What Euan Macdonald does is simple: He looks in the other direction. From aboard a helicopter during sunset, he turns his camera to the east, away from the beauty, sense, action, and heroism of the closing eye of the sun. Instead, his camera captures grainy footage slipping from gray to black in nine silent minutes spent flying over fields, houses, and dim sparkling distant lights whose glow becomes almost frantic as the monstrous darkness swallows any earthly object without an electrical twinkle. Shooting this way is an act of will against the camera's desire to turn around, to where the light is, and the resulting poor quality of the visuals has a certain clear-eyed truthfulness, like the tattered majesty of a pauper's funeral. The piece is called In the Shadow's Path, and it is the best thing about Western Bridge's new exhibition, Into Black.
The show feels slight because most of the gallery space is given over to a continuing display of Paul Morrison's mesophyte, the gigantic wall painting of flower and tree silhouettes that went up for the last show, Boys and Flowers. It will remain up for this show and the next; I'd rather see something new. But director Eric Fredericksen has managed to bend it to yet another plausible context—the generative and transformative effect of light and dark on all objects, most especially those under consideration as art.
Given those parameters, it's interesting not only to consider the works themselves, but also their placement in the gallery, which has its own way of directing and blocking light. The back room, for example, is the perfect blackout space, providing the ideal environment for Spencer Finch's work of neon impressionism The Light at Lascaux. Finch recorded the light seen looking out from the cave at Lascaux onto the mountain range in the distance, then re-created it with variously colored neon tubes. When those tubes are assembled into a rectangle on the wall that's tilted at the same slope as the mountain range, you see a gleaming replication of the actual panorama in impressionistic parts that are easily reunited by squinting. By displaying the piece in a large enclosure with every wall painted black, Western Bridge expands an optical exercise into an experiential installation. (This view also references the photographic history of shooting from inside a car and including the image in the rear window.) Stand facing away from the cave entrance and see the ambient light: that's what Bill True was doing when I was visiting.
The Trues—Bill and Ruth—are the collectors behind Western Bridge, and every show is a testament to their wide-ranging support of contemporary artists. Sometimes I wonder what attracts them to particular works, and in this show the mysterious element is Jason Dodge's series of eight pieces of more or less uniformly gray—and tediously charmless—undeveloped photographic paper that was initially exposed at sunrise on the vernal equinox of this year in eight different locations around the world. Maybe to own these works, to see them change with light exposure over time, will be more of a satisfying relationship than the occasional viewer gets.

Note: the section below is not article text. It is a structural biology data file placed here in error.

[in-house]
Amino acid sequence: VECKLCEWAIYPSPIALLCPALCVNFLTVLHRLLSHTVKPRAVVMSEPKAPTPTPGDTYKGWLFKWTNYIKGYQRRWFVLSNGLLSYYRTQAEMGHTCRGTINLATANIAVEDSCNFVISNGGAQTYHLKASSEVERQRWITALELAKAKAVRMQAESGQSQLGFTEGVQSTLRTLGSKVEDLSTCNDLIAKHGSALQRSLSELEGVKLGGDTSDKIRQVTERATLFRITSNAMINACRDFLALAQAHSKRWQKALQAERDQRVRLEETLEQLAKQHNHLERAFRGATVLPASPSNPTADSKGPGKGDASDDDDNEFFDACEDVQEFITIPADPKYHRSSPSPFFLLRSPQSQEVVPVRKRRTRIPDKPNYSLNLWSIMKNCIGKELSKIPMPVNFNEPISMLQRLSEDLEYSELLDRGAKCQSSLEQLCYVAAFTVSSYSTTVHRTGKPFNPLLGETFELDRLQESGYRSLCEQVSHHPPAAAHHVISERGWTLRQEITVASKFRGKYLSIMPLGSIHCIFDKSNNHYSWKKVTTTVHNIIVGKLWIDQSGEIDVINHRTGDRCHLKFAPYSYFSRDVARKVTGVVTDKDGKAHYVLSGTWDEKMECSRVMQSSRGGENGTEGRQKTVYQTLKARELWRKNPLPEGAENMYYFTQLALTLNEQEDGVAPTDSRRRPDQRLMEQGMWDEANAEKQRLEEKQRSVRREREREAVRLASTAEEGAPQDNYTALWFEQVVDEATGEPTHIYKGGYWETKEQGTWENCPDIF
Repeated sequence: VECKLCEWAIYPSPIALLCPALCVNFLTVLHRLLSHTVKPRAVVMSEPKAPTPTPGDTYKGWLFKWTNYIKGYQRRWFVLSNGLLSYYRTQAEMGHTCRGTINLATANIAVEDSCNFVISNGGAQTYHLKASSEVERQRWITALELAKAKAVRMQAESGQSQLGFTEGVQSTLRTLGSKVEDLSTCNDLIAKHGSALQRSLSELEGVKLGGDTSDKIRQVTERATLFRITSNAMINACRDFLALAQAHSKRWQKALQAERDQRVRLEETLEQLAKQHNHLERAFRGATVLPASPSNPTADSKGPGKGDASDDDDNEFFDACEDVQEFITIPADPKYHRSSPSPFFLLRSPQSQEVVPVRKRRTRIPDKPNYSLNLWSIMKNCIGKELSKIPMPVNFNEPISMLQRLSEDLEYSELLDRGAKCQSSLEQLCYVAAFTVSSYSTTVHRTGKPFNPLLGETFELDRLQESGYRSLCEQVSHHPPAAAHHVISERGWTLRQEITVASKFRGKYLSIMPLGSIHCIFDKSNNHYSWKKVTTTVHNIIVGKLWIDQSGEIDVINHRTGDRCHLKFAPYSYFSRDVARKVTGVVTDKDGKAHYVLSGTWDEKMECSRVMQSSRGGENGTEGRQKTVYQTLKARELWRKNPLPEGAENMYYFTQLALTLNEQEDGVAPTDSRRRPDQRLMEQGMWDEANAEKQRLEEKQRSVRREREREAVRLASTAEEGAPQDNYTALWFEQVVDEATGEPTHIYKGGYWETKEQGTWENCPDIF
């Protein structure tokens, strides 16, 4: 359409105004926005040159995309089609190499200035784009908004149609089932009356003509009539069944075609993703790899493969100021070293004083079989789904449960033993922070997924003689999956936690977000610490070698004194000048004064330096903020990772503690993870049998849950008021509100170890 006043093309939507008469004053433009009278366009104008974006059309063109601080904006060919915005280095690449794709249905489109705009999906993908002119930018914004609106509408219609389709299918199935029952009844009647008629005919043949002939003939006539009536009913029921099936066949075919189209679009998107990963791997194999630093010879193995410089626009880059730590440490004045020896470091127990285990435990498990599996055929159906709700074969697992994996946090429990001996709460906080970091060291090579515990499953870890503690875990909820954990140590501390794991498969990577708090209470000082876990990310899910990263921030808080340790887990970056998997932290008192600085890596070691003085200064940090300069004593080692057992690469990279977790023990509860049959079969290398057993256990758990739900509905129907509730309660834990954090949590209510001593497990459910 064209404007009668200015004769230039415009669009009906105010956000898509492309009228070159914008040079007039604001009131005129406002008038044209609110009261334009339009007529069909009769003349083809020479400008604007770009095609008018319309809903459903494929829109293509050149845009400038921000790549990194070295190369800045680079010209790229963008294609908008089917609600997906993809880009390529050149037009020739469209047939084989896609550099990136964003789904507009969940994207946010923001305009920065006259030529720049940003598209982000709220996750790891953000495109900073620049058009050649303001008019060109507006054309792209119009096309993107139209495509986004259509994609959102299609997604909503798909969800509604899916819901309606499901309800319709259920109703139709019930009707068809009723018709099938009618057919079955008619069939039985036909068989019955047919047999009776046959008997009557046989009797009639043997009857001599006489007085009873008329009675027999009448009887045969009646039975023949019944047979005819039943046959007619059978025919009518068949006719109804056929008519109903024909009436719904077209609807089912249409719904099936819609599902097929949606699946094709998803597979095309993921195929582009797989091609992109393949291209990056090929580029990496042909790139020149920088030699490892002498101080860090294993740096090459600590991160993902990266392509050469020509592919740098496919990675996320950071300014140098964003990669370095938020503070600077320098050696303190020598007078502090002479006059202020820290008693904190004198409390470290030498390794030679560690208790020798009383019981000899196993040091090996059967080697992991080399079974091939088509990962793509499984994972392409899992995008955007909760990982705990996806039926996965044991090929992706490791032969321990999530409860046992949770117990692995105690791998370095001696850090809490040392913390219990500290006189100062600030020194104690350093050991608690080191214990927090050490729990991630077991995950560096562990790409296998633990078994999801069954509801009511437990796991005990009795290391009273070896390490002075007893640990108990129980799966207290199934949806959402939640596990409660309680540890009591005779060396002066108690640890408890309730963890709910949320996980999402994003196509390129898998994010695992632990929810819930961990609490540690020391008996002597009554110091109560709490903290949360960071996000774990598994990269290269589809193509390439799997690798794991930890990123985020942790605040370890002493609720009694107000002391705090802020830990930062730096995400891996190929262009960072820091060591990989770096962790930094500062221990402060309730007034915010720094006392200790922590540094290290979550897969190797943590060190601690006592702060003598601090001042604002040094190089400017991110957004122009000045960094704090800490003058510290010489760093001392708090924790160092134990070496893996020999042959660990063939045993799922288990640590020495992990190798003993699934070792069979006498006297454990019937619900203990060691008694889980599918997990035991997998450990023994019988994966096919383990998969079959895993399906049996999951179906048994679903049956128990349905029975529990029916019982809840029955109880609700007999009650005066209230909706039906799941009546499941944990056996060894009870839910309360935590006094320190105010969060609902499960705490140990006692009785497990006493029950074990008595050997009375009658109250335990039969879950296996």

The allure of other works is more obvious: Olafur Eliasson's Daylight Map is a neon map of the world's time zones controlled by a clock that synchronizes the brightness of each tube with the light in the time zone it represents. It's a perfect piece of wonkery costumed as spectacle. Claude Zervas's Elba, a neon-and-wire wall sketch of Napoleon's tomb in Les Invalides, manages to be modernistic, unearthly, and classical all at once—magnificent. Doug Aitken's silky smooth photographic diptych of the few and distant lights of the Santa Barbara coast in darkest night is in a room of eclipse images that also includes a magical Hiroshi Sugimoto nighttime seascape.
Shows at Western Bridge are always like looking at something in dim light: they're group affairs that throw diffuse glimpses, not spotlights, awakening the desire for solo shows, instigating curiosity about single artists by keeping them in half-light. I wish they'd add the occasional solo program, maybe starting with the Vancouver artists Hadley + Maxwell, who surely are due for a museum-style survey in Seattle. Their contribution here is a light bulb, upon which is projected the image of a light bulb, which occasionally makes the actual filament appear to flicker on, and plays other tricks you need to see to believe. It's a sparkling riddle about the intermingling lives of lights and objects. Encore!